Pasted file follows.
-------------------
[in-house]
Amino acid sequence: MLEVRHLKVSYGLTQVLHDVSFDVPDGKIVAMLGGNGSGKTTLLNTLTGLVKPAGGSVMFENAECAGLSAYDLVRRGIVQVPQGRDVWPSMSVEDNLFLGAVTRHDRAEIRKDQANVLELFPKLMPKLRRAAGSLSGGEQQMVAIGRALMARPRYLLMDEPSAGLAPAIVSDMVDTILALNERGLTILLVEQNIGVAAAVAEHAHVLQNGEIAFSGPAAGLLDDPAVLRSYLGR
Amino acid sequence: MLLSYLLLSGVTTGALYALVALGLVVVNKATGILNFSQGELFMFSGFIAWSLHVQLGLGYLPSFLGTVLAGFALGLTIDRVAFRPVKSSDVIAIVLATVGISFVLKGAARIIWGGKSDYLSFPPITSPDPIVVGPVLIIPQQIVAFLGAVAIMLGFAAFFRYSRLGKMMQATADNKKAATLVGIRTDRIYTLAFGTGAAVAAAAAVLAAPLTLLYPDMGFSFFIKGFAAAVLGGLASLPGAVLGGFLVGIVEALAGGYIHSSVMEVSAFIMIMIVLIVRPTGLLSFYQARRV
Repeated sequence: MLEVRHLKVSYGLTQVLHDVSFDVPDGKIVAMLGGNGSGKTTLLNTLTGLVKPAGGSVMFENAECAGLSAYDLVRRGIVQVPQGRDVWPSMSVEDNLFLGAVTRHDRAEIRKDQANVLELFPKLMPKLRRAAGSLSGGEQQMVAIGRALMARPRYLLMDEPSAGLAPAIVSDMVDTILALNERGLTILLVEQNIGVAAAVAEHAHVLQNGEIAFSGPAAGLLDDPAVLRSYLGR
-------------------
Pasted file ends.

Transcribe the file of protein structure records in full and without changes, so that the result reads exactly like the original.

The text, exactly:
[in-house]
Amino acid sequence: MLEVRHLKVSYGLTQVLHDVSFDVPDGKIVAMLGGNGSGKTTLLNTLTGLVKPAGGSVMFENAECAGLSAYDLVRRGIVQVPQGRDVWPSMSVEDNLFLGAVTRHDRAEIRKDQANVLELFPKLMPKLRRAAGSLSGGEQQMVAIGRALMARPRYLLMDEPSAGLAPAIVSDMVDTILALNERGLTILLVEQNIGVAAAVAEHAHVLQNGEIAFSGPAAGLLDDPAVLRSYLGR
Amino acid sequence: MLLSYLLLSGVTTGALYALVALGLVVVNKATGILNFSQGELFMFSGFIAWSLHVQLGLGYLPSFLGTVLAGFALGLTIDRVAFRPVKSSDVIAIVLATVGISFVLKGAARIIWGGKSDYLSFPPITSPDPIVVGPVLIIPQQIVAFLGAVAIMLGFAAFFRYSRLGKMMQATADNKKAATLVGIRTDRIYTLAFGTGAAVAAAAAVLAAPLTLLYPDMGFSFFIKGFAAAVLGGLASLPGAVLGGFLVGIVEALAGGYIHSSVMEVSAFIMIMIVLIVRPTGLLSFYQARRV
Repeated sequence: MLEVRHLKVSYGLTQVLHDVSFDVPDGKIVAMLGGNGSGKTTLLNTLTGLVKPAGGSVMFENAECAGLSAYDLVRRGIVQVPQGRDVWPSMSVEDNLFLGAVTRHDRAEIRKDQANVLELFPKLMPKLRRAAGSLSGGEQQMVAIGRALMARPRYLLMDEPSAGLAPAIVSDMVDTILALNERGLTILLVEQNIGVAAAVAEHAHVLQNGEIAFSGPAAGLLDDPAVLRSYLGR